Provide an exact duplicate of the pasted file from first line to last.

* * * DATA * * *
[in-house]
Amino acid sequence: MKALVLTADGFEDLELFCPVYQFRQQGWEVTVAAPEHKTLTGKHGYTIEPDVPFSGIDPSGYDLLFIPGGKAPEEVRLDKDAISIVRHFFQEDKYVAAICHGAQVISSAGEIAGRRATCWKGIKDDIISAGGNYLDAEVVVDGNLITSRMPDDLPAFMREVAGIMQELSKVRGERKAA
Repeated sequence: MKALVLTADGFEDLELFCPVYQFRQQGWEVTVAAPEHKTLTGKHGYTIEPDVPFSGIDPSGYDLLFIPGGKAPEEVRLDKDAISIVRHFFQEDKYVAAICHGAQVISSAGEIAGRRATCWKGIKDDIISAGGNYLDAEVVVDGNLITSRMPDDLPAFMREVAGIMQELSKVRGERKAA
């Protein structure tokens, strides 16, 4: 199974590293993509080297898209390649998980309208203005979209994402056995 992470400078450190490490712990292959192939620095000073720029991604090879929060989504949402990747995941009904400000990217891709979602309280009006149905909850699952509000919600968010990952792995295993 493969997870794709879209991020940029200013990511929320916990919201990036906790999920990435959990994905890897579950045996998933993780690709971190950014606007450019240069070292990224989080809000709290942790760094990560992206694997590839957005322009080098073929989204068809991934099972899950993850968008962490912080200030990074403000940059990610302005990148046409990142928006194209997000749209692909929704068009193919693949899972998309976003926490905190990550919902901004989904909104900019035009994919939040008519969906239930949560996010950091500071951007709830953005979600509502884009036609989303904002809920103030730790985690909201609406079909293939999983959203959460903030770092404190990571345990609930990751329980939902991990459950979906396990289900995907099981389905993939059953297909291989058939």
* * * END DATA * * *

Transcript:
[in-house]
Amino acid sequence: MKALVLTADGFEDLELFCPVYQFRQQGWEVTVAAPEHKTLTGKHGYTIEPDVPFSGIDPSGYDLLFIPGGKAPEEVRLDKDAISIVRHFFQEDKYVAAICHGAQVISSAGEIAGRRATCWKGIKDDIISAGGNYLDAEVVVDGNLITSRMPDDLPAFMREVAGIMQELSKVRGERKAA
Repeated sequence: MKALVLTADGFEDLELFCPVYQFRQQGWEVTVAAPEHKTLTGKHGYTIEPDVPFSGIDPSGYDLLFIPGGKAPEEVRLDKDAISIVRHFFQEDKYVAAICHGAQVISSAGEIAGRRATCWKGIKDDIISAGGNYLDAEVVVDGNLITSRMPDDLPAFMREVAGIMQELSKVRGERKAA
């Protein structure tokens, strides 16, 4: 199974590293993509080297898209390649998980309208203005979209994402056995 992470400078450190490490712990292959192939620095000073720029991604090879929060989504949402990747995941009904400000990217891709979602309280009006149905909850699952509000919600968010990952792995295993 493969997870794709879209991020940029200013990511929320916990919201990036906790999920990435959990994905890897579950045996998933993780690709971190950014606007450019240069070292990224989080809000709290942790760094990560992206694997590839957005322009080098073929989204068809991934099972899950993850968008962490912080200030990074403000940059990610302005990148046409990142928006194209997000749209692909929704068009193919693949899972998309976003926490905190990550919902901004989904909104900019035009994919939040008519969906239930949560996010950091500071951007709830953005979600509502884009036609989303904002809920103030730790985690909201609406079909293939999983959203959460903030770092404190990571345990609930990751329980939902991990459950979906396990289900995907099981389905993939059953297909291989058939």